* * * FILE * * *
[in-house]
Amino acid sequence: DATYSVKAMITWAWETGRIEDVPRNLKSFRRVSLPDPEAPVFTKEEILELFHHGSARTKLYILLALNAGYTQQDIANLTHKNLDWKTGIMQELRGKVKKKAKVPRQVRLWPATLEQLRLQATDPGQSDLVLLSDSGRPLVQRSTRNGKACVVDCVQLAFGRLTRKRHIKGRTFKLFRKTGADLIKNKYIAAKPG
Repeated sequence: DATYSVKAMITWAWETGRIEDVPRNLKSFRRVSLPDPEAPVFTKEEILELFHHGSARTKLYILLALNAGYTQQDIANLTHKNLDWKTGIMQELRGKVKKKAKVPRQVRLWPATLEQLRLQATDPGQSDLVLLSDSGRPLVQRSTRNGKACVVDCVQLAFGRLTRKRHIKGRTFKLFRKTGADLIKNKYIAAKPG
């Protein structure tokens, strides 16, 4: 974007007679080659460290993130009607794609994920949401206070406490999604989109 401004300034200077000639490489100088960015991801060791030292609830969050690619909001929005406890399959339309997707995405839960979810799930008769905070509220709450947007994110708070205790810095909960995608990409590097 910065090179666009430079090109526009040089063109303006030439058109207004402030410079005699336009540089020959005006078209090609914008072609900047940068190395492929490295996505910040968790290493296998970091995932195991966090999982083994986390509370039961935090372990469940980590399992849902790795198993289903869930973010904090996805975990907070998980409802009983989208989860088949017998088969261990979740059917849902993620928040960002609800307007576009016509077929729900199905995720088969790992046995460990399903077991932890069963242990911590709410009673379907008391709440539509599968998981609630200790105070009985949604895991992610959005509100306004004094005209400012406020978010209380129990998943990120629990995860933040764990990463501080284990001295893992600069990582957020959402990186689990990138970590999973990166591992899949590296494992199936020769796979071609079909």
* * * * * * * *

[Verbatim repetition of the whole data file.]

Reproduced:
[in-house]
Amino acid sequence: DATYSVKAMITWAWETGRIEDVPRNLKSFRRVSLPDPEAPVFTKEEILELFHHGSARTKLYILLALNAGYTQQDIANLTHKNLDWKTGIMQELRGKVKKKAKVPRQVRLWPATLEQLRLQATDPGQSDLVLLSDSGRPLVQRSTRNGKACVVDCVQLAFGRLTRKRHIKGRTFKLFRKTGADLIKNKYIAAKPG
Repeated sequence: DATYSVKAMITWAWETGRIEDVPRNLKSFRRVSLPDPEAPVFTKEEILELFHHGSARTKLYILLALNAGYTQQDIANLTHKNLDWKTGIMQELRGKVKKKAKVPRQVRLWPATLEQLRLQATDPGQSDLVLLSDSGRPLVQRSTRNGKACVVDCVQLAFGRLTRKRHIKGRTFKLFRKTGADLIKNKYIAAKPG
């Protein structure tokens, strides 16, 4: 974007007679080659460290993130009607794609994920949401206070406490999604989109 401004300034200077000639490489100088960015991801060791030292609830969050690619909001929005406890399959339309997707995405839960979810799930008769905070509220709450947007994110708070205790810095909960995608990409590097 910065090179666009430079090109526009040089063109303006030439058109207004402030410079005699336009540089020959005006078209090609914008072609900047940068190395492929490295996505910040968790290493296998970091995932195991966090999982083994986390509370039961935090372990469940980590399992849902790795198993289903869930973010904090996805975990907070998980409802009983989208989860088949017998088969261990979740059917849902993620928040960002609800307007576009016509077929729900199905995720088969790992046995460990399903077991932890069963242990911590709410009673379907008391709440539509599968998981609630200790105070009985949604895991992610959005509100306004004094005209400012406020978010209380129990998943990120629990995860933040764990990463501080284990001295893992600069990582957020959402990186689990990138970590999973990166591992899949590296494992199936020769796979071609079909």